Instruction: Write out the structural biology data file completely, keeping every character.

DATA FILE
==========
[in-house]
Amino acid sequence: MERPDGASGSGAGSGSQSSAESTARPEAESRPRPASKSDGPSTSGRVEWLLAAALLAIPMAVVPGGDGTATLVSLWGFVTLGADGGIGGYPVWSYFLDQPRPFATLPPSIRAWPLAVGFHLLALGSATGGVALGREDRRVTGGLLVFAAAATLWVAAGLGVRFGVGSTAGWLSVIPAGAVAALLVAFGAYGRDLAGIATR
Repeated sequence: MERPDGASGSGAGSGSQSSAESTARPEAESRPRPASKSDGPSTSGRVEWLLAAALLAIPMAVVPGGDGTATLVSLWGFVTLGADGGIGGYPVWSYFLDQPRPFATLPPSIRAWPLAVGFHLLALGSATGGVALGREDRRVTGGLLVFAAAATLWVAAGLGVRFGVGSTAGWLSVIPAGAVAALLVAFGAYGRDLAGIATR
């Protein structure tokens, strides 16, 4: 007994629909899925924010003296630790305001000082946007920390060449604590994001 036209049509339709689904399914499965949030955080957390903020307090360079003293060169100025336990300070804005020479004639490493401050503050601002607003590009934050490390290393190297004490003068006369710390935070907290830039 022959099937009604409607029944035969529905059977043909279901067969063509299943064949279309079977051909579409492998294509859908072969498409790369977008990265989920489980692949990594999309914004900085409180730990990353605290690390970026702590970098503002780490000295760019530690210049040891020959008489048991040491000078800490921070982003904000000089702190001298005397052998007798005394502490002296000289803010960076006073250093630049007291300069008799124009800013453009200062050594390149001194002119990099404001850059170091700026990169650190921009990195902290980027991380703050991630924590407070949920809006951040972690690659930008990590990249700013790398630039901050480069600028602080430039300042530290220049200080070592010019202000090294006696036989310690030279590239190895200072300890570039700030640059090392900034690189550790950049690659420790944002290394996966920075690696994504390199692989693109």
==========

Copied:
[in-house]
Amino acid sequence: MERPDGASGSGAGSGSQSSAESTARPEAESRPRPASKSDGPSTSGRVEWLLAAALLAIPMAVVPGGDGTATLVSLWGFVTLGADGGIGGYPVWSYFLDQPRPFATLPPSIRAWPLAVGFHLLALGSATGGVALGREDRRVTGGLLVFAAAATLWVAAGLGVRFGVGSTAGWLSVIPAGAVAALLVAFGAYGRDLAGIATR
Repeated sequence: MERPDGASGSGAGSGSQSSAESTARPEAESRPRPASKSDGPSTSGRVEWLLAAALLAIPMAVVPGGDGTATLVSLWGFVTLGADGGIGGYPVWSYFLDQPRPFATLPPSIRAWPLAVGFHLLALGSATGGVALGREDRRVTGGLLVFAAAATLWVAAGLGVRFGVGSTAGWLSVIPAGAVAALLVAFGAYGRDLAGIATR
């Protein structure tokens, strides 16, 4: 007994629909899925924010003296630790305001000082946007920390060449604590994001 036209049509339709689904399914499965949030955080957390903020307090360079003293060169100025336990300070804005020479004639490493401050503050601002607003590009934050490390290393190297004490003068006369710390935070907290830039 022959099937009604409607029944035969529905059977043909279901067969063509299943064949279309079977051909579409492998294509859908072969498409790369977008990265989920489980692949990594999309914004900085409180730990990353605290690390970026702590970098503002780490000295760019530690210049040891020959008489048991040491000078800490921070982003904000000089702190001298005397052998007798005394502490002296000289803010960076006073250093630049007291300069008799124009800013453009200062050594390149001194002119990099404001850059170091700026990169650190921009990195902290980027991380703050991630924590407070949920809006951040972690690659930008990590990249700013790398630039901050480069600028602080430039300042530290220049200080070592010019202000090294006696036989310690030279590239190895200072300890570039700030640059090392900034690189550790950049690659420790944002290394996966920075690696994504390199692989693109």